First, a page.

Monday, July 23, 1990

An SCRI Editorial: Curbside Recycling

By: Bill Heenen, President of the Steel Can Recycling Institute

The Steel Can Recycling Institute strongly supports curbside collection as a popular and effective method of maximizing container recycling rates. Steel cans may also be recycled “automatically” via magnetic separation out of a resource recovery plant, and through voluntary drop-off and buyback centers. While an of the recycling options will result in a
high degree of success, some communities may have all three types of activities, resulting in nearly 100% recycling rates.

All methods of recycling can be effective, but curbside recycling is leading the way of the future, with such programs already well established in cities throughout the country. Curbside programs can service an entire community in an organized and effective fashion, operating on a schedule similar to that of regular garbage collection; it’s a pattern to which most residents are accustomed and comfortable.

Curbside programs provide two primary options: commingled collection - through which consumers place all recyclables in one container; and source separated collection through which each type of recyclable material is placed in its own separate container. The SCRI favors commingles curbside collection for its many advantages.

First, it offers an efficient, relatively low cost, organized approach to reaching the citizens of a community. It allows people to recycle by simply following their routine of placing garbage at the curb. Additionally, curbside scavenging of segregated recyclables is mitigated through commingling, thereby enhancing a community’s recycling revenue.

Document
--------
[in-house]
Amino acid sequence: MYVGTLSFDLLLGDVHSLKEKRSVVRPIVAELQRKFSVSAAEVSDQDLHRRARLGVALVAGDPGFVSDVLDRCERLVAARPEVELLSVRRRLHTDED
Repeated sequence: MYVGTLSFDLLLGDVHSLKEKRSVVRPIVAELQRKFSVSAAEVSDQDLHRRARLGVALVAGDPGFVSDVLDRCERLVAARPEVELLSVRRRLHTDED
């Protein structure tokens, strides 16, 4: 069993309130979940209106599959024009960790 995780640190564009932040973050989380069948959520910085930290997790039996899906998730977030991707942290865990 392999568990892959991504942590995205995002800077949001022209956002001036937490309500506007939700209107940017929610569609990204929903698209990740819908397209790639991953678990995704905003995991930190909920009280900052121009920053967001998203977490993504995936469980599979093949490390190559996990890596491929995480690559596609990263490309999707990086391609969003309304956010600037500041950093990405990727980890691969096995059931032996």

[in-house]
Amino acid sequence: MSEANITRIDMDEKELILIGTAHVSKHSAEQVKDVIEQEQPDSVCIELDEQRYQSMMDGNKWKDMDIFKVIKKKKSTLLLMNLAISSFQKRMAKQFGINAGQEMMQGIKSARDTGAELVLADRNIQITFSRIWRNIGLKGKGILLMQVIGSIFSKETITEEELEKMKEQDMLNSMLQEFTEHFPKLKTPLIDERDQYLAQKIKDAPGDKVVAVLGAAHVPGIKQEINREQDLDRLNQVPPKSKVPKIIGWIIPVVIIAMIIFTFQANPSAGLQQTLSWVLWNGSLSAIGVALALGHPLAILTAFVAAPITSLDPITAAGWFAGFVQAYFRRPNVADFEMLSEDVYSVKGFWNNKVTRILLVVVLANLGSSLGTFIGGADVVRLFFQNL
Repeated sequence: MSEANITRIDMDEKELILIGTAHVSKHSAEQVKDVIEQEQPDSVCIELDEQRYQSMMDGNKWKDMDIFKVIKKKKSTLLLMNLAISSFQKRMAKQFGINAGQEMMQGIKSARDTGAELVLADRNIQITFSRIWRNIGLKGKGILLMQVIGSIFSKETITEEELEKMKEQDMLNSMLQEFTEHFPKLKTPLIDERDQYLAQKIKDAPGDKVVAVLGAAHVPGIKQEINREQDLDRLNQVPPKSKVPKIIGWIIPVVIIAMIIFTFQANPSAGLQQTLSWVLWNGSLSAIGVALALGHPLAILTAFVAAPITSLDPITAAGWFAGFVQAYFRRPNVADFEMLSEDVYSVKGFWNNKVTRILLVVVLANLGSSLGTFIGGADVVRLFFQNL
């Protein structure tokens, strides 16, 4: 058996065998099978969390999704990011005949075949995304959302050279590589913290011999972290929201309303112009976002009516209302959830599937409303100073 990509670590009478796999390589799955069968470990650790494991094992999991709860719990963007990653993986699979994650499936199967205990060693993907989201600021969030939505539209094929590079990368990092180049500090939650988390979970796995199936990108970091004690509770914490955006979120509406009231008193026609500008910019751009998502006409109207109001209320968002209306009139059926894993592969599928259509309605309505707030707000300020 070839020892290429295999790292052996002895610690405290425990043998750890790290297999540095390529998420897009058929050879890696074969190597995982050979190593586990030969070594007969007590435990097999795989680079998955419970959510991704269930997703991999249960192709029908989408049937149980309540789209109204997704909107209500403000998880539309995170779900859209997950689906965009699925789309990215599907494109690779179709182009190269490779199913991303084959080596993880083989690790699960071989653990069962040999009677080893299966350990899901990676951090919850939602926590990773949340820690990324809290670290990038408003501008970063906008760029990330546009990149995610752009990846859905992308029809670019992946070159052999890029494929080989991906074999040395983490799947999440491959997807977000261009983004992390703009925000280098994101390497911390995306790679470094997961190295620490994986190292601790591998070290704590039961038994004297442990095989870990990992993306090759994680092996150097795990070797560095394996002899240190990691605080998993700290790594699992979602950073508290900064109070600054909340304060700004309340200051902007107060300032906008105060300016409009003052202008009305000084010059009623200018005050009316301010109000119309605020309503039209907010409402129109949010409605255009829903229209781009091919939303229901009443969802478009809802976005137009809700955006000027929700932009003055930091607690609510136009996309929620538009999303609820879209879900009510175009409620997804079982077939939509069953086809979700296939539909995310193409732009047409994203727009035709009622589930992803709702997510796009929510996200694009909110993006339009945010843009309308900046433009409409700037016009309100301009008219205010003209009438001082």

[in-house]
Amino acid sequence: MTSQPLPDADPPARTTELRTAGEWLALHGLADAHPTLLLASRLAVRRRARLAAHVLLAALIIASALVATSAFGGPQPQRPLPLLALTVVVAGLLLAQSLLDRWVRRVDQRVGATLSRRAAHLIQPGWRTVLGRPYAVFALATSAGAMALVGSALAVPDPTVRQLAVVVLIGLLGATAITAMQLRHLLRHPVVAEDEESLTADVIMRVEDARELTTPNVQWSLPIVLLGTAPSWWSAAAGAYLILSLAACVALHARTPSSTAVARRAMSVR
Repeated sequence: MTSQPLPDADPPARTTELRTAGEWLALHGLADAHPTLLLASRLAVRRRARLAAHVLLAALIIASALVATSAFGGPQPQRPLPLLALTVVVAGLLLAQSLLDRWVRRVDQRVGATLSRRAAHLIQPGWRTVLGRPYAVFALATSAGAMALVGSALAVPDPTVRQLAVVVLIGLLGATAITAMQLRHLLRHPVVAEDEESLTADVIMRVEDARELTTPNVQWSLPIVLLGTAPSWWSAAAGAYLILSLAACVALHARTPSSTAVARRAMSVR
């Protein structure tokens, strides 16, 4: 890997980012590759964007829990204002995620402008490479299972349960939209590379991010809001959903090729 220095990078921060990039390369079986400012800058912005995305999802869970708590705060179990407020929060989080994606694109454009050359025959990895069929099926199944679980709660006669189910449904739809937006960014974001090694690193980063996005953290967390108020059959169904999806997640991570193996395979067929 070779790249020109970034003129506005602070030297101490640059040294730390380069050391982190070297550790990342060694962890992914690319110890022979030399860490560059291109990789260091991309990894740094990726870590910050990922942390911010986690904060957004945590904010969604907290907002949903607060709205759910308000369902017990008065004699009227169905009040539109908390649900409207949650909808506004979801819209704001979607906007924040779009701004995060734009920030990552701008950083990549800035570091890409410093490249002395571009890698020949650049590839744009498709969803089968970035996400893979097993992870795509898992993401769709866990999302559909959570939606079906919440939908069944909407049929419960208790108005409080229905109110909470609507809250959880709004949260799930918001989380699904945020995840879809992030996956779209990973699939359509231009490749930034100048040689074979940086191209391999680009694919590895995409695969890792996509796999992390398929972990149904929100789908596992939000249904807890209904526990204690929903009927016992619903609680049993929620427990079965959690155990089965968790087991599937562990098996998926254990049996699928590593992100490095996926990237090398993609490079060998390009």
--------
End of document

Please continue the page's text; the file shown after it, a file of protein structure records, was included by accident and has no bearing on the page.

Finally, and most important, commingled collection means that consumers enjoy the convenience of placing all their recyclables in one bin. There is no need to separate recyclables from each other. And no extra storage space is needed in the home for three or four bins. Consequently, commingled curbside programs are easier for consumers. When programs are easier, more people participate. This raises the volume of recyclables collected by a community and diverts more material from landfill.

Commingled recyclables are generally delivered to a materials recovery facility at which they are separated for processing for end markets. Steel cans offer an important advantage in these programs, due to their unique magnetic property which allows them to be automatically separated from other recyclables without hand-sorting. This reduces the labor hours needed at a processing facility, and provides a mechanism through which there is one less recyclable to be hand-sorted, making hand-sorting for other recyclables simpler.

Think about it. What is the purpose of recycling? It’s to divert all recyclables from the consumer solid waste stream and funnel them back to industry to become new products. Buyback centers are generally material-selective and less efficient than curbside programs in helping communities achieve their overall environmental goals. The landfill crisis is real. So the more products that are recycled, the better. And curbside recycling recovers more materials... with steel cans leading the way.

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